Complex analysis is beautiful and useful. The course will be a rigorous introduction with examples and proofs foreshadowing modern connections of complex analysis with differential and algebraic geometry and partial differential equations. Acquaintance with analytic arguments at the level of Rudin's Principles of Modern Analysis is necessary. Some knowledge of algebra and point-set topology is useful. A previous "undergraduate" course in complex analysis would also be useful though not necessary. Students who have taken a complex analysis course which carefully discussed a homotopy or homology version of Cauchy's Theorem may not need to take this course.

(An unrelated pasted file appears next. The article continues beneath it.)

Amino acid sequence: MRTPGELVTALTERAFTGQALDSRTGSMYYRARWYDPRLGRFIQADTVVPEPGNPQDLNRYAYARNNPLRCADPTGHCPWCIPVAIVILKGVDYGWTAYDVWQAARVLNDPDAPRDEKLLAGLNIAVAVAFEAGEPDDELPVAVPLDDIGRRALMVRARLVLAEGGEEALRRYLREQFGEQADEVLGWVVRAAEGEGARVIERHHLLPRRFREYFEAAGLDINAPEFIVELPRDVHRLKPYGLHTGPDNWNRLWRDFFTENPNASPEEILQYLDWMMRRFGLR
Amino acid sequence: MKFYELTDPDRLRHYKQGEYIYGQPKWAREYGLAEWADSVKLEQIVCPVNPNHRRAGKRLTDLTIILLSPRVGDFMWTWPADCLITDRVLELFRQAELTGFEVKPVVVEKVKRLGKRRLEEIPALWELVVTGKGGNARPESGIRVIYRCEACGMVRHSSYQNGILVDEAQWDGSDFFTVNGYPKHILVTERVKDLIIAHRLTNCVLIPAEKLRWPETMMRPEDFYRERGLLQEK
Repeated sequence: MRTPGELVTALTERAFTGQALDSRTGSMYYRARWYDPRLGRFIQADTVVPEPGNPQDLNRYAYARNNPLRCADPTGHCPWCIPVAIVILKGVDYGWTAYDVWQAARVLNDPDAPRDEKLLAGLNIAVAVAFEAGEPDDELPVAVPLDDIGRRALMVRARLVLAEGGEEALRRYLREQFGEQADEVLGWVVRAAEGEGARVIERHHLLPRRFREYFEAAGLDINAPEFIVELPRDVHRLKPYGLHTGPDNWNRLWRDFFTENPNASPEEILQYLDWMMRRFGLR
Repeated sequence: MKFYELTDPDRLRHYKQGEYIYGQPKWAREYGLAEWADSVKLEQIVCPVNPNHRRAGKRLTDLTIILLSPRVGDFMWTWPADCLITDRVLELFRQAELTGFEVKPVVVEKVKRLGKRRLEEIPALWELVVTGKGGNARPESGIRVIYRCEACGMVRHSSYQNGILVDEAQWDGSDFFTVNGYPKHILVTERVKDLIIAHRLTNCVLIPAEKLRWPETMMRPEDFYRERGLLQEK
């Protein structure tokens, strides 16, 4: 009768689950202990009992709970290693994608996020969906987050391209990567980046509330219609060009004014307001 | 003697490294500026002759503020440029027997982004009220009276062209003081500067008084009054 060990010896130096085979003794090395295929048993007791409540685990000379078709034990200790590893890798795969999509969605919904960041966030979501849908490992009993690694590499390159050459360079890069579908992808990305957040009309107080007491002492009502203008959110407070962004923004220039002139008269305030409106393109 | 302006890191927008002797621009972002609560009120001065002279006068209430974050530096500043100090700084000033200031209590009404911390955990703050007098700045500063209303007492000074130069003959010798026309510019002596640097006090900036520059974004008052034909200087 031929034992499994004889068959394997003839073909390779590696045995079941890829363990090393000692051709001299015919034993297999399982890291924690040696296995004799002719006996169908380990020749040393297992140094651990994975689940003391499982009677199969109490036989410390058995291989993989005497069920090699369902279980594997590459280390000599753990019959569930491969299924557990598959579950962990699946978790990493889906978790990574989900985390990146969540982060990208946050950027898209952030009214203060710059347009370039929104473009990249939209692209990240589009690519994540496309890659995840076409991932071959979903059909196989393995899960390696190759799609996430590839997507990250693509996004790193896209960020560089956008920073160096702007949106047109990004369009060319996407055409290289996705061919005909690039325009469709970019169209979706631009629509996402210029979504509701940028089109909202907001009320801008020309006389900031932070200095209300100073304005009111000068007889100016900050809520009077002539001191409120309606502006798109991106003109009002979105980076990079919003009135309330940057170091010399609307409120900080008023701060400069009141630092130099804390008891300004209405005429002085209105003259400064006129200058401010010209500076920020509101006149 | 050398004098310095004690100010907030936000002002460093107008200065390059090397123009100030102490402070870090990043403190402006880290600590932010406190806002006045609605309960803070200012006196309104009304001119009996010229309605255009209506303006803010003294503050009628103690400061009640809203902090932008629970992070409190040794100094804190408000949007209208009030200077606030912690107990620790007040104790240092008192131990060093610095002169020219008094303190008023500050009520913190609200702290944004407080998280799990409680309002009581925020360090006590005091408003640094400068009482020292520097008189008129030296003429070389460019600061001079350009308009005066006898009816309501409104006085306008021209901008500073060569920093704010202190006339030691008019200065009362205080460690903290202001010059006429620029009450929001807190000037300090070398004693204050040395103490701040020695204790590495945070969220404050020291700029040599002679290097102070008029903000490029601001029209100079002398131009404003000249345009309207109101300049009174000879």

The text will be Complex Analysis in One Variable (second edition) by R. Narasimhan and Y. Nievergelt. The book is now available in the Rutgers University bookstore for about $68. Narasimhan's excellent text, with many interesting features, such as early presentation of results named for Picard and Runge, and the Corona Theorem, has in the second edition been supplemented with a useful and diverse collection of exercises by Nievergelt. I hope to cover most of Chapters 1 through 7. There will be written homework assignments and a written midterm and final exam.
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